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Warren K. Winkler Class Actions Moot

2017 Moot Problem (Detailed Version)

1. Factual Summary 1

  • A. Introduction

[1] It is a period of economic recovery and reformation. Conventional capital markets were crippled by successive food safety and security crises that gripped industrialized nations in the early 2000s. In the aftermath, agriculture has outpaced all other sectors for investment and trade. New marketplaces, exchanges, institutions, and currencies displaced the former behemoths of the financial sector as investors sought refuge from other floundering markets.

[2] This new economic reality is driven as much by investor savvy as government action and innovation. In response to the crises, governments and regulators have instituted scientific and market interventions to control the quality and safety of the food supply. In the meat production sector, for instance, biotechnological advancements have led to the complete commodification of North American livestock.

  • B. The Cowmoddities Sector

[3] Buyers and sellers of beef must trade their interests in cattle on the newly-formed Bovine Stock Exchange (the “BSE”), created as a means of controlling agricultural investor confidence and ensuring access to a safe meat supply by producers, buyers, and various wholesalers and dealers. To the irritation of many in the Canadian agricultural sector, the BSE is located in Toronto and is governed by Ontario law.

[4] The BSE trades exclusively in live beef cattle (not dairy cattle) and has emerged as the national marketplace for doing so. Sellers on the BSE are primarily large-scale cattle farmers or agents representing pools of small farms’ cow supply, whereas buyers are primarily entities that turn live cattle into sides of beef. Other BSE traders buy and sell interests in cattle for the purpose of arbitrage. Well-known corporations that trade in live cattle include such brands as Milky White Co., Minotaur Meat Co., Valley Veal Co., and EIEIO Co.

[5] Prices on the BSE are quoted through an intermediary trading desk, and trade on the BSE is denominated in Beefcoin (BFC [฿]). Beefcoin (or “moooney”, as it is affectionately known) is a suede-print currency minted in Alberta. While the value of Beefcoin depends in part on the volume of trading on the BSE, it is also affected by the Beefcoin Return Generating Rate (BRGR”). BRGR is calculated and published online daily by the BSE. BRGR and Beefcoin are positively correlated when BRGR increases (decreases), the value of Beefcoin increases (decreases). This fluctuation is not based on a fixed proportional factor or multiple.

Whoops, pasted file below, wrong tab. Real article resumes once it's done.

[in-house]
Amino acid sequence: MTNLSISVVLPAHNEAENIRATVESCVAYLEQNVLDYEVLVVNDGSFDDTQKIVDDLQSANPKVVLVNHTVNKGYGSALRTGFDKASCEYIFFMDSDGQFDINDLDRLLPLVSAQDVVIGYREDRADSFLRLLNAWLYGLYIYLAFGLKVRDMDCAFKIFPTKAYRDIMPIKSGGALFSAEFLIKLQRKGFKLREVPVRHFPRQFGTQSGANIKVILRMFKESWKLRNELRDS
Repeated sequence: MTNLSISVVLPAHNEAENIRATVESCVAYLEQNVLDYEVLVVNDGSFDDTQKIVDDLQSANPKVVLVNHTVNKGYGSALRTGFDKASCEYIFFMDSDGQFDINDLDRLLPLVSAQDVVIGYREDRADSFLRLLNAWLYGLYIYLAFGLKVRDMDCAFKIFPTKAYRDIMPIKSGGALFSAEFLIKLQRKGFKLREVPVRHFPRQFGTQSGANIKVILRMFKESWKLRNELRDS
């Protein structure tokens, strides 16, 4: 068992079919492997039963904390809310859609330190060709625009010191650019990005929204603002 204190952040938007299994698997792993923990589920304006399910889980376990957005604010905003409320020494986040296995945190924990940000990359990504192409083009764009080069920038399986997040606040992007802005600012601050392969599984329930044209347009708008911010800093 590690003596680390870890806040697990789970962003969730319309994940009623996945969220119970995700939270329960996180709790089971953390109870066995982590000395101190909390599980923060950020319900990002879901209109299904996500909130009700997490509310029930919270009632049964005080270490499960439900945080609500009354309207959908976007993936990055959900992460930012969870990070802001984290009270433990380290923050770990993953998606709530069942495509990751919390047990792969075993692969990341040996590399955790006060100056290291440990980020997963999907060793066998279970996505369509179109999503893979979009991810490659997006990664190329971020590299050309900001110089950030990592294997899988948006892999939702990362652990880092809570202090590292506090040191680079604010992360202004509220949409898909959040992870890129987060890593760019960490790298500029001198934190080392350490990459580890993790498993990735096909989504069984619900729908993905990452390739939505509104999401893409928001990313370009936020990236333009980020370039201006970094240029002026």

[6] The new, “bullish” economy has also spawned specialized ‘beef banking’ businesses, which have some influence over trades in cattle. For instance, the value of BRGR is the average of the interest rates that these banks estimate that they would pay to other banks to borrow Canadian dollars for a one-month period if they were to borrow on the day the rate is being set. The banks individually provide their daily rates to the BSE (which determines and publishes the value of BRGR) and publish their individual rates on their websites every day. The leading beef industry banks are

1 Unless explicitly directed otherwise by the moot organizers:

  • 1. Student facta are only to rely on the motion records for factual citations; and

Moo Money Bank (“MM Bank”), Investing Lean Co. (“IL Bank”), and Kattle Kommercial Bank (“KK Bank”) (collectively and colloquially, “MMILKK” or the “Beef Banks”). The Beef Banks’ customers consist exclusively of players in the beef industry, from individual farmers to large institutional clients in need of leverage to support their business operations and investments.

[7] In addition to the BSE, which is the primary market for live cattle, secondary and tertiary markets have also emerged. The secondary market consists of the purchasing of beef from persons who trade directly on the BSE in order to make processed beef products. The tertiary market consists of purchasing secondary market products for further processing. Typically, secondary and tertiary market participants negotiate standing offer contracts, so-called “cow futures”, and other instruments to facilitate their supply needs. These contracts typically limit the margin available to their supplier by a factor linked to BRGR, but denominate the purchases in Canadian dollars. It is also common for other beef market participants to make purchase, sales, and pricing decisions based on BRGR. Notably, end consumers are conventionally not considered to be part of the secondary or tertiary markets due to their distance downstream in the supply chain (and the fact that most of them have never heard of BRGR).

  • C. The Alleged Market Manipulation